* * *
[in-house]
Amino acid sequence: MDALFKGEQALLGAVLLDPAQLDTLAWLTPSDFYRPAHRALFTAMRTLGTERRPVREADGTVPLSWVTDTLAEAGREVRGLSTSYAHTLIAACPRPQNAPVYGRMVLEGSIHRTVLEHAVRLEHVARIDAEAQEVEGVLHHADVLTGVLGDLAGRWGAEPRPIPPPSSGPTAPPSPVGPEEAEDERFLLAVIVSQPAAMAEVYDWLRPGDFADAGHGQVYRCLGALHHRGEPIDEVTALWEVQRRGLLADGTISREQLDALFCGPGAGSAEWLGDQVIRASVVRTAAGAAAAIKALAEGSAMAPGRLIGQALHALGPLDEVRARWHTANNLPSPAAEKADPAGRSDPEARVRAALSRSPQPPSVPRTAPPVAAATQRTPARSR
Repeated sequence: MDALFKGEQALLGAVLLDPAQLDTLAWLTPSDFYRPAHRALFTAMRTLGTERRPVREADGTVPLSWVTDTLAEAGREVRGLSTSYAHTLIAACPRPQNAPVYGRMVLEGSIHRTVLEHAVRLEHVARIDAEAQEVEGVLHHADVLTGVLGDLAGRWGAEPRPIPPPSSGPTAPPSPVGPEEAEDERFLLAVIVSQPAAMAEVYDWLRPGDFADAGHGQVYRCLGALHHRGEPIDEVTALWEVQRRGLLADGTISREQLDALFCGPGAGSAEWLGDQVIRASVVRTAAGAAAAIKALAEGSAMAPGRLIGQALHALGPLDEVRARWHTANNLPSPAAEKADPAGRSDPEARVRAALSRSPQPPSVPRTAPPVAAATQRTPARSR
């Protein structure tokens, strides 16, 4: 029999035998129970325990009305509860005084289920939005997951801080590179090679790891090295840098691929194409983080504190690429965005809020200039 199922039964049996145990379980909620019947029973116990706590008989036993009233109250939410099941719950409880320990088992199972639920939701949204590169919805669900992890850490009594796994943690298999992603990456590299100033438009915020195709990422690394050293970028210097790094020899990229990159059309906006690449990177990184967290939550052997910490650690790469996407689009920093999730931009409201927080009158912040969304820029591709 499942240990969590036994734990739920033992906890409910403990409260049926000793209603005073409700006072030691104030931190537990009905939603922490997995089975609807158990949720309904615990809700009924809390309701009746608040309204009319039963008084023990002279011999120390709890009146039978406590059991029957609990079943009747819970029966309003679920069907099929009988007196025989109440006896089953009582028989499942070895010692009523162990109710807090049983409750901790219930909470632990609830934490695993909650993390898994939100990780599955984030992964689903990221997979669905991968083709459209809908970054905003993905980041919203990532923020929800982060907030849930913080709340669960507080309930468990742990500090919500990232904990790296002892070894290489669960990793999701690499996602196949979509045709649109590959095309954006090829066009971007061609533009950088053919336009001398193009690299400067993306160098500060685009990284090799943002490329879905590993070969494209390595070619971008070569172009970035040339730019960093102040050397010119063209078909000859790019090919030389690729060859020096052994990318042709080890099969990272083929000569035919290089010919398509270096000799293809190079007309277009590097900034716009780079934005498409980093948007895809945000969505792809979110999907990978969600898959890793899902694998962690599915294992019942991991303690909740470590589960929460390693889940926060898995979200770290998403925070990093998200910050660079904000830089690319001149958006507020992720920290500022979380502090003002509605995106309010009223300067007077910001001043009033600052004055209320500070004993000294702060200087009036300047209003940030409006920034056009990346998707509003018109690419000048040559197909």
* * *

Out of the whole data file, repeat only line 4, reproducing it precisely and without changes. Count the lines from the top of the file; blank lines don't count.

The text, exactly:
């Protein structure tokens, strides 16, 4: 029999035998129970325990009305509860005084289920939005997951801080590179090679790891090295840098691929194409983080504190690429965005809020200039 199922039964049996145990379980909620019947029973116990706590008989036993009233109250939410099941719950409880320990088992199972639920939701949204590169919805669900992890850490009594796994943690298999992603990456590299100033438009915020195709990422690394050293970028210097790094020899990229990159059309906006690449990177990184967290939550052997910490650690790469996407689009920093999730931009409201927080009158912040969304820029591709 499942240990969590036994734990739920033992906890409910403990409260049926000793209603005073409700006072030691104030931190537990009905939603922490997995089975609807158990949720309904615990809700009924809390309701009746608040309204009319039963008084023990002279011999120390709890009146039978406590059991029957609990079943009747819970029966309003679920069907099929009988007196025989109440006896089953009582028989499942070895010692009523162990109710807090049983409750901790219930909470632990609830934490695993909650993390898994939100990780599955984030992964689903990221997979669905991968083709459209809908970054905003993905980041919203990532923020929800982060907030849930913080709340669960507080309930468990742990500090919500990232904990790296002892070894290489669960990793999701690499996602196949979509045709649109590959095309954006090829066009971007061609533009950088053919336009001398193009690299400067993306160098500060685009990284090799943002490329879905590993070969494209390595070619971008070569172009970035040339730019960093102040050397010119063209078909000859790019090919030389690729060859020096052994990318042709080890099969990272083929000569035919290089010919398509270096000799293809190079007309277009590097900034716009780079934005498409980093948007895809945000969505792809979110999907990978969600898959890793899902694998962690599915294992019942991991303690909740470590589960929460390693889940926060898995979200770290998403925070990093998200910050660079904000830089690319001149958006507020992720920290500022979380502090003002509605995106309010009223300067007077910001001043009033600052004055209320500070004993000294702060200087009036300047209003940030409006920034056009990346998707509003018109690419000048040559197909």